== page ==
He said promoting areas outside Manila was a key consideration in hosting Apec.
Through the DOF-organized meetings alone, local and foreign delegates got to marvel over the wonder that is Taal Volcano, the charm of Bacolod, the picturesque sites and rich history of Bataan, and the combination of countryside beauty and economic progress of Iloilo and Cebu.
At the end of all the formal meetings, delegates were treated to sightseeing tours.
Apec meetings organized by other government agencies were likewise scattered all over the country, with the goal of tourism promotion in mind.
Besides promoting tourism, Apec hosting also provides the chance for local governments to promote investment opportunities. One of the goals was to spread economic growth toward the countryside and making it less concentrated in Metro Manila.
Host cities and provinces did not lack the chance to entice businesses.
For instance, the government of Bataan hosted a reception dinner to be able to show an audiovisual presentation of business opportunities in the province.
During the DOF-organized Apec event in Cebu, a “Spouses’ Program” was put up to showcase what Cebu had to offer to potential investors. Spouses of finance ministers and heads of delegations from member economies visited various exhibits featuring Cebu products.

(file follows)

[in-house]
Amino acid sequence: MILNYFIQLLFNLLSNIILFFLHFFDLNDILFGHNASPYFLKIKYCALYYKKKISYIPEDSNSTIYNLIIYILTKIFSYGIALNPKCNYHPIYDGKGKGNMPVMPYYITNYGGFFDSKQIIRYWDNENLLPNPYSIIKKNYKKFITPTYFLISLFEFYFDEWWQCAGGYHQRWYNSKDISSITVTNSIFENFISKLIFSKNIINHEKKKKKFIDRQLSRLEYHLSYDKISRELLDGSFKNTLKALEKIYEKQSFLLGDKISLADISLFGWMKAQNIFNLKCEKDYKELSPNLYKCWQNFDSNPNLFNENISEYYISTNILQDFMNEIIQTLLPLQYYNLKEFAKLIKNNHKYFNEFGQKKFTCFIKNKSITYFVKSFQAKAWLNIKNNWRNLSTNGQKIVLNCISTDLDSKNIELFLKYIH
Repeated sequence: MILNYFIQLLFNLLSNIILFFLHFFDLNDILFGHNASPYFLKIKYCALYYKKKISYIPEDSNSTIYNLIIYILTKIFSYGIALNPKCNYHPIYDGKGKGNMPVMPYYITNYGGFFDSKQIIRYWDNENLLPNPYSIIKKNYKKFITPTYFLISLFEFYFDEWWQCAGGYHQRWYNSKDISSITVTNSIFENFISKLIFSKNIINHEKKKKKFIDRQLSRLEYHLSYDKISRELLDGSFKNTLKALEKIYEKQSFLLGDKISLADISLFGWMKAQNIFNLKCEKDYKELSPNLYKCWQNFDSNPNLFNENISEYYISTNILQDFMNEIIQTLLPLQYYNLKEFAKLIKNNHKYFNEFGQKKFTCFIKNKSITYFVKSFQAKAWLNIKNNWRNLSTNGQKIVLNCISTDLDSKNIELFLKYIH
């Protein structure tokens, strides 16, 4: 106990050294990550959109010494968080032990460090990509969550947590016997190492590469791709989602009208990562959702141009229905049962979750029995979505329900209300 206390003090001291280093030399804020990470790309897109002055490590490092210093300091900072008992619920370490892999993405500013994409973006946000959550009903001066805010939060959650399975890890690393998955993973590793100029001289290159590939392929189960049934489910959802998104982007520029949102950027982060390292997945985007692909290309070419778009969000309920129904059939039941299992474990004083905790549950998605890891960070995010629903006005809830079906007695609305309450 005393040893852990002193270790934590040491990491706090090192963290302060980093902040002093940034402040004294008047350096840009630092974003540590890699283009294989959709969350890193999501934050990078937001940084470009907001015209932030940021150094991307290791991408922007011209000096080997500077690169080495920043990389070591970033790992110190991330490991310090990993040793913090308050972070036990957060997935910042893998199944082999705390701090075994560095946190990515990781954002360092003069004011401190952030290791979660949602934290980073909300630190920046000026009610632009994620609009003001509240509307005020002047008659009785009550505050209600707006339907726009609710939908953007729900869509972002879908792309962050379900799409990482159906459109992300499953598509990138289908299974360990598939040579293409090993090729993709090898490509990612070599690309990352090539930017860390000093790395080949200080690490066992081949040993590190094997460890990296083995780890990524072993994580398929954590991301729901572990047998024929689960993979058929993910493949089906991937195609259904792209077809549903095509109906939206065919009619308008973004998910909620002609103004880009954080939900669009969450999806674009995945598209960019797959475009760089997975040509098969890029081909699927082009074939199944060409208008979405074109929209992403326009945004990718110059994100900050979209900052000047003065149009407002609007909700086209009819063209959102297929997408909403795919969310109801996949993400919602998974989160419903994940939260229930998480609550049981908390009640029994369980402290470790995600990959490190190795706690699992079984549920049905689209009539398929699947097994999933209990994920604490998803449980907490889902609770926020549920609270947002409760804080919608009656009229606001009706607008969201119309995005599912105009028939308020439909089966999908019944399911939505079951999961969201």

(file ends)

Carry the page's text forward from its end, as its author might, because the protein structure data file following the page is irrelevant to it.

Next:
Taking advantage of the limelight, host cities and provinces also talked to the media about business opportunities.
Contribution to regional development
In the case of the Philippines, another important benefit of hosting Apec was the chance to significantly contribute to regional efforts in promoting inclusive economic growth.
Through the Cebu Action Plan (CAP), launched on Sept. 11 in Mactan, Cebu, the Philippines has provided a nonbinding roadmap that will guide policy directions of economies over the medium to long term.
The CAP has four key development pillars: financial integration, fiscal reforms and transparency, financial resilience, and infrastructure development and financing.
“It is our hope that the [CAP] will be referred to again and again [in Apec meetings of succeeding years] in a similar way to how the trade ministers continually referred to the Bogor Goals of 1994 (a trade-related roadmap adopted during the hosting of Indonesia) in order to gauge progress,” Purisima said.
Happy about the opportunities the Apec brought, the Philippines will not get tired of hosting more international events in the future.
The Apec was not the first international organization that the Philippines hosted. The country hosted the annual meetings of the Asian Development Bank in 2012 and the conferences of the World Economic Forum in 2014.
The Philippines will again host another big international event—the meetings for the Association of Southeast Asian Nations (Asean).
“We are scheduled to host and chair Asean in 2017, and there are other events being planned,” Purisima said.
The officers and staff of the DOF are of the consensus that the hosting of the Apec meetings was truly worthwhile—the warm smiles and expressions of gratitude by the guests served as meaningful pats on their backs.
Despite the huge amount of time and energy put into the finance-related meetings, they all agreed that welcoming guests from the different parts of the globe and showcasing the best of the Philippines were priceless.